22. Kirists believe that our species evolved. The universe did not plan for us and nothing supernatural cares about us. It might be comforting to think otherwise but there are no gods looking out for us and no watchmakers, blind or otherwise, who created us.

23. Our species evolved to include consciousness. We have a consciousness of good and evil, a consciousness of our own mortality, and a consciousness of ourselves as contradictory creatures. Consciousness is our talent and our albatross.

24. We have a relationship with our own consciousness that in kirism we call in- dwelling. We dwell within, thinking, musing, telling stories, plotting our revenge, and all the rest. There, and not in the so-to-speak real world, is where we primarily live.

25. How we in-dwell determines how we live. If it is chaotic in there, we live chaotically. If we are raging in there, we live enraged. If we muffle our own thoughts, we live in a sad, muffled way. Your style of in-dwelling is the truth about you.

26. It is tense and intense inside of us. Our experience of in-dwelling is not like a walk in the park. We obsess, race along, worry, fret, pine, desire, confuse ourselves, and try to make sense of, and deal with, our radically contradictory impulses.

27. Our species evolved with contradictory impulses. We can be humane or cruel, charitable or greedy, careful or impulsive, clear-eyed or deluded, brave or timid, loving or hateful, all in the very same person, and even all on the very same day.

28. That is who we are. We are a member of a particular species. A lion cub is born a lion, a baby seal is born a seal, and we are born human. Like it or not, we are this particular sort of creature and not some other sort of creature.

29. We are born already somebody. We are born with built-in instructions, built- in differences, built-in proclivities, built-in needs, built-in desires, and a coherent but unknowable original personality. We are idiosyncratically ourselves from birth.

30. That we are born already somebody has grave import and huge consequences. What will it be like for you if you are twice as smart or half as smart as other human beings? What will it be like for you if you are born sensitive, stubborn or sad?

31. A philosophy of life must acknowledge the extent to which you must deal with the reality of life, including the reality of you. Right from the beginning you are a particular member of a particular species, with all that suggests, demands and entails.

32. Right from the beginning we are obsessive. Watch how a child needs his toys to be lined up just so. See the explosive tantrum that ensues if you knock one of his toys off its mark. This obsessiveness is not a disorder but a feature of our nature.

33. Right from the beginning we are destructive. Watch how a child gleefully knocks down the thing she has just built with at least as much energy as she built it. Indeed, doesn’t she often build it just so as to knock it down? We are wired to be destructive.

34. Right from the beginning we are creative. Every child wants to draw silly giraffes. Every child wants to dance like a dervish. Every child wants to sing along at music time. Every child wants to listen to stories and make up stories. We are wired to create.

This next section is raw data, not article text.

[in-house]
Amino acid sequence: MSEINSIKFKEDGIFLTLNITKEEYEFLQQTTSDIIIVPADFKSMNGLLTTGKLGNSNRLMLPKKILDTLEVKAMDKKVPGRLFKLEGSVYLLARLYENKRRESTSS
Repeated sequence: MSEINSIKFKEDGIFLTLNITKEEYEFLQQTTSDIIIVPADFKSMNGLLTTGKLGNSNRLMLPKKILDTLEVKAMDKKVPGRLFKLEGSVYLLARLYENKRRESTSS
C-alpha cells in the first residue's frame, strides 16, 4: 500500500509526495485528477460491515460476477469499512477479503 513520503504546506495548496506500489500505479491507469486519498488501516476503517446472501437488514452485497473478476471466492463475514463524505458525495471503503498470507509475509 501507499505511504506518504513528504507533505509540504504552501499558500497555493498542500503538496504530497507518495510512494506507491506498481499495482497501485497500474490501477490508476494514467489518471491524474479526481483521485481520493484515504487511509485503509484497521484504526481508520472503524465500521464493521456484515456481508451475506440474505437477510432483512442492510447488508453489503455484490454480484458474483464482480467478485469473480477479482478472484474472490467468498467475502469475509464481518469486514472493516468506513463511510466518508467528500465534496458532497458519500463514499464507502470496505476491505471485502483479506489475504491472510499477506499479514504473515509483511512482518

35. Right from the beginning we tell ourselves stories. A child may begin to fantasize about how his real parents will come and rescue him from these mean parents who are making his life miserable. He may tell himself this story over and over again.

36. Telling stories becomes a lifelong habit, blessing, and trap. We tell ourselves stories that amuse us, motivate us, and cheer us. We also tell ourselves stories that demoralize us, that mislead us, and that send us on some very wild misadventures.

37. Kirists grow wise about the beauty and power of story-telling, on the one side, and the dangers and shadow side of story-telling, on the other. We understand the seductive nature of language and of narrative and are careful not to be seduced.

38. Right from the beginning, we sense our dual nature as fair-minded and selfish. We know that it is right to share that toy and we know that we do not want to share that toy. Maybe we share it and maybe we bite our playmate who tries to take it.

39. Right from the beginning, we sense this tension between sharing and biting. This tension may never go away, looking like a fight between playmates at age three, a fight between lovers at age twenty, and a fight between companies at age forty.

40. Likewise, we sense our need to compete and our desire for mastery. We prefer to win rather than to lose, to be picked first for the team rather than last, and to have our drawing put up on the classroom wall rather than be rejected by our teacher.

41. We may be trained to assert that “everyone is a winner,” even those who finish last, and that “trying your best” is as good as actual mastery. But it’s unlikely that those homilies will ever ring quite true. Who really likes error-filled piano recitals?

42. At the same time, we sense that we have something in us that is worth something, something in us that wants to be explored, something in us that wants to ring out. This has been called our human potential, as in “the human potential movement.”